World, Meet Queens: Meeks Takes Queens Lessons to the World Stage

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U.S. Rep. Greg Meeks greets people at the event. Contributed photo.

Queens County Democratic Party Chairman U.S. Rep. Gregory Meeks (D-Jamaica, Laurelton, Rosedale, Cambria Heights, Saint Albans, Springfield Gardens, The Rockaways, JFK Airport) took a historic step onto the world stage earlier this month when he was elected as Chair of the House Foreign Affairs Committee. 

Meeks fulfilled a dream that he aspired to for years when he was elected as the first Black Chair of the House Foreign Affairs Committee. A product of the Civil Rights Movement and a congressman in Queens for more than 20 years, he said he hopes to bring a fresh point of view to the committee and to the country’s foreign policy priorities.  

“I’ve come from a different background, and different life experiences than many of the –– than all of the other chairs have had,” he said. 

He plans on drawing on his nearly 30 years of experience working and legislating for Queens, first in the State Assembly then in Congress. In those three decades, he learned a lot about the world, and he’s ready to take those lessons to the international stage. Coming of political age in the crucible of Queens has exposed him to a variety of worldviews, he said. 

“The voice that I bring, I think is the voice of a person who represents Southeastern Queens and represents Queens, that is a mini U.N. in and of itself,” he said. “What I think makes the United States the greatest country in the world, we’re not monolithic –– a little bit of this a little bit of that.”

Queens is the most diverse borough in New York City and has previously been dubbed the most diverse county in the country. According to the U.S. Census, nearly half of the borough’s population is foreign born and while white people make up 47% of the population, no one group has a majority. 

Despite its diversity, Meeks believes in the idea of “One Queens,” –– a unified yet politically, ethnically and nationally diverse borough. He believes that mindset, and the compromises that come with it, can be applied nationally and internationally. 

Although Meeks has been a politician since the early nineties, his political eduation began much earlier than that. He recalled sitting around the dinner table with his parents listening to them talk about the Civil Rights Movement. Later on he’d have conversations with the late John Lewis about the movement’s strategies.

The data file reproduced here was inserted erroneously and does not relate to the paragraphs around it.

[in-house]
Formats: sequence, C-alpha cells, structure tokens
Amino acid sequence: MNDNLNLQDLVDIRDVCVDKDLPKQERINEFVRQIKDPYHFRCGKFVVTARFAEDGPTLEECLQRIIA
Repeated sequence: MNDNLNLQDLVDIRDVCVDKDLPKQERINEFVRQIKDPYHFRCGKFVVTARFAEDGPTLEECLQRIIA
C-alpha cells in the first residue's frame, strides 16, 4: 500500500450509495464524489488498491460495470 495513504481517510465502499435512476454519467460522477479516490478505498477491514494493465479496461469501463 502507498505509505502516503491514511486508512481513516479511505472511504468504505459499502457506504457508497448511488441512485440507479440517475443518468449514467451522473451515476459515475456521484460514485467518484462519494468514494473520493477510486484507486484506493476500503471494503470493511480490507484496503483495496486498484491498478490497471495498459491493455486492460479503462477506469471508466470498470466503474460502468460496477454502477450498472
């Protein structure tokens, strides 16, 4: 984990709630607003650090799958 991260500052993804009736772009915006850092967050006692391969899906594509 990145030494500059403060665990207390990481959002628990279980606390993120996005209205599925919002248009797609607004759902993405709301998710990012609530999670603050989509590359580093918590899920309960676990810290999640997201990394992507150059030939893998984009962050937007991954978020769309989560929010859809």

“I’m able to do that now, and utilize many of the thoughts and ideas that they put forward and the strategies that they utilized,” he said. “That’s all part of who I am and this is what I’m going to bring to the table.”

Among his priorities are elevating issues in Africa, the Carribean and Central and South America, he said. Issues in those regions have previously been “backburner issues,” he said. He hopes to change that. In particular, he’s worried about the brewing conflict in Ethiopia.

“There’s a possibility of civil war, an internal war, breaking out so we need to be focused on that like never before,” he said. 

He also wants to emphasize and encourage diplomacy over military action, he said. For nearly two decades, the country has operated under an Authorization of Use of Military Force (AUMF) which gives the president the power to decide when to use the military. It’s time for Congress to take back that power and for the AUMF to end, he said. 

“We’re supposed to be the ones that determine when there’s supposed to be the use of military force,” he said, noting that diplomacy is a cheaper option.

And while he’ll be focused internationally, much of the work needs to start at home, he said. The U.S. needs to lead by example.

“We want to make sure that we all stand up and speak about human rights violations. But we’ve got to make sure that we do as we say,” he said. 

He brought up the Black Lives Matter movement. The U.S. needs to understand, believe, and demonstrate that Black lives matter, he said, before it can criticize other countries for abuses.

“Then I can show how they matter in Colombia where there’s a whole host of Afro-Colombians, how it matters in Brazil, how it matters in all of the countries of Africa,” he said. “We can lead and that’s something that’s tremendously important.”